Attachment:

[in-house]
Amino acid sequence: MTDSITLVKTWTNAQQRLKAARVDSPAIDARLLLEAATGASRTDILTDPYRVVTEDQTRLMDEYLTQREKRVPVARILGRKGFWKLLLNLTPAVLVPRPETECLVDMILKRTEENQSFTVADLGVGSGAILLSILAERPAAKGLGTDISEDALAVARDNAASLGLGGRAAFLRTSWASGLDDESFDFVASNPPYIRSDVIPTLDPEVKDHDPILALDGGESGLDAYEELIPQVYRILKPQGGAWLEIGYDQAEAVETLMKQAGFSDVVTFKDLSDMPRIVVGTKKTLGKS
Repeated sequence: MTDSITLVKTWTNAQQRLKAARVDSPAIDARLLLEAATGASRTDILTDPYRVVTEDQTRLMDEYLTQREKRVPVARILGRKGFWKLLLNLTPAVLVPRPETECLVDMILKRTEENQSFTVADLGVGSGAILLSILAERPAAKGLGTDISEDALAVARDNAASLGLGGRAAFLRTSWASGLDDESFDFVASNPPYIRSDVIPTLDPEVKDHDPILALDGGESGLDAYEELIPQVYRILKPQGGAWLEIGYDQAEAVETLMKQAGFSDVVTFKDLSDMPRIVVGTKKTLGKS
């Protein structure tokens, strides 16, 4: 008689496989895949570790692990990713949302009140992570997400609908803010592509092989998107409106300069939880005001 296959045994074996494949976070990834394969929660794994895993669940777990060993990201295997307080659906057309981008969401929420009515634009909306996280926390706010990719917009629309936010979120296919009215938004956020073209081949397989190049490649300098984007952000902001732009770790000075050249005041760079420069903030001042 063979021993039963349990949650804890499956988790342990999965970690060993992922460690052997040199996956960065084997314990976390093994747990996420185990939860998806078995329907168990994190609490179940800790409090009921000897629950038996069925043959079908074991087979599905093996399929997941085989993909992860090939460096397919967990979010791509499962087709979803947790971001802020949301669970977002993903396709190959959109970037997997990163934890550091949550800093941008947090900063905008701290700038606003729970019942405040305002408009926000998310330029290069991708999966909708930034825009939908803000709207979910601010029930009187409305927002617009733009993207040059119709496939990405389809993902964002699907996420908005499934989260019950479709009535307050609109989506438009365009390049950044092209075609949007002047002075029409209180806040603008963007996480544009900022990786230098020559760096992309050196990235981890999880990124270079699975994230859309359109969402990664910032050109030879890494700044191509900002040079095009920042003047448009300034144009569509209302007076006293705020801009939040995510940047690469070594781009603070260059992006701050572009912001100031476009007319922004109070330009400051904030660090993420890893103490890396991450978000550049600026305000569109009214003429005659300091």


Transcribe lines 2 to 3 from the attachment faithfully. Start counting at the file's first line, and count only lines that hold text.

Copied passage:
Amino acid sequence: MTDSITLVKTWTNAQQRLKAARVDSPAIDARLLLEAATGASRTDILTDPYRVVTEDQTRLMDEYLTQREKRVPVARILGRKGFWKLLLNLTPAVLVPRPETECLVDMILKRTEENQSFTVADLGVGSGAILLSILAERPAAKGLGTDISEDALAVARDNAASLGLGGRAAFLRTSWASGLDDESFDFVASNPPYIRSDVIPTLDPEVKDHDPILALDGGESGLDAYEELIPQVYRILKPQGGAWLEIGYDQAEAVETLMKQAGFSDVVTFKDLSDMPRIVVGTKKTLGKS
Repeated sequence: MTDSITLVKTWTNAQQRLKAARVDSPAIDARLLLEAATGASRTDILTDPYRVVTEDQTRLMDEYLTQREKRVPVARILGRKGFWKLLLNLTPAVLVPRPETECLVDMILKRTEENQSFTVADLGVGSGAILLSILAERPAAKGLGTDISEDALAVARDNAASLGLGGRAAFLRTSWASGLDDESFDFVASNPPYIRSDVIPTLDPEVKDHDPILALDGGESGLDAYEELIPQVYRILKPQGGAWLEIGYDQAEAVETLMKQAGFSDVVTFKDLSDMPRIVVGTKKTLGKS